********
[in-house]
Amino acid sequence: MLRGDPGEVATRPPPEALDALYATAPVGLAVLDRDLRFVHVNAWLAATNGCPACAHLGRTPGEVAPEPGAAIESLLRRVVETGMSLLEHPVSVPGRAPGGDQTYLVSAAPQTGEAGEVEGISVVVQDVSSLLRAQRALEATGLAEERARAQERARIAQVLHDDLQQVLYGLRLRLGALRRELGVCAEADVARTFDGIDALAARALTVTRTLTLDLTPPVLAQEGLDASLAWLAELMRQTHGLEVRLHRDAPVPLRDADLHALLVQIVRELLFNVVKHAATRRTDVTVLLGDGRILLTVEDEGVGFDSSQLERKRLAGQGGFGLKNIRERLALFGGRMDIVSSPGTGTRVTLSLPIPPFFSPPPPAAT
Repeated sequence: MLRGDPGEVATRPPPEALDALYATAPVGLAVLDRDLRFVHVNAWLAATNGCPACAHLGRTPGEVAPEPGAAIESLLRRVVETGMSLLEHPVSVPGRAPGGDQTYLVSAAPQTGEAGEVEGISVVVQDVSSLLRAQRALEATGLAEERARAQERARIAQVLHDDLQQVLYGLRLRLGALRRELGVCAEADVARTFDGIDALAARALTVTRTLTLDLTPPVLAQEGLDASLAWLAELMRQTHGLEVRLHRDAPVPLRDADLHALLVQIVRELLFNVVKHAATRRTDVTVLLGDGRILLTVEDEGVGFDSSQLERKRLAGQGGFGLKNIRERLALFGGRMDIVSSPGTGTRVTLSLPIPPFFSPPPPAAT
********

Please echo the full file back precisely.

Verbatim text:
[in-house]
Amino acid sequence: MLRGDPGEVATRPPPEALDALYATAPVGLAVLDRDLRFVHVNAWLAATNGCPACAHLGRTPGEVAPEPGAAIESLLRRVVETGMSLLEHPVSVPGRAPGGDQTYLVSAAPQTGEAGEVEGISVVVQDVSSLLRAQRALEATGLAEERARAQERARIAQVLHDDLQQVLYGLRLRLGALRRELGVCAEADVARTFDGIDALAARALTVTRTLTLDLTPPVLAQEGLDASLAWLAELMRQTHGLEVRLHRDAPVPLRDADLHALLVQIVRELLFNVVKHAATRRTDVTVLLGDGRILLTVEDEGVGFDSSQLERKRLAGQGGFGLKNIRERLALFGGRMDIVSSPGTGTRVTLSLPIPPFFSPPPPAAT
Repeated sequence: MLRGDPGEVATRPPPEALDALYATAPVGLAVLDRDLRFVHVNAWLAATNGCPACAHLGRTPGEVAPEPGAAIESLLRRVVETGMSLLEHPVSVPGRAPGGDQTYLVSAAPQTGEAGEVEGISVVVQDVSSLLRAQRALEATGLAEERARAQERARIAQVLHDDLQQVLYGLRLRLGALRRELGVCAEADVARTFDGIDALAARALTVTRTLTLDLTPPVLAQEGLDASLAWLAELMRQTHGLEVRLHRDAPVPLRDADLHALLVQIVRELLFNVVKHAATRRTDVTVLLGDGRILLTVEDEGVGFDSSQLERKRLAGQGGFGLKNIRERLALFGGRMDIVSSPGTGTRVTLSLPIPPFFSPPPPAAT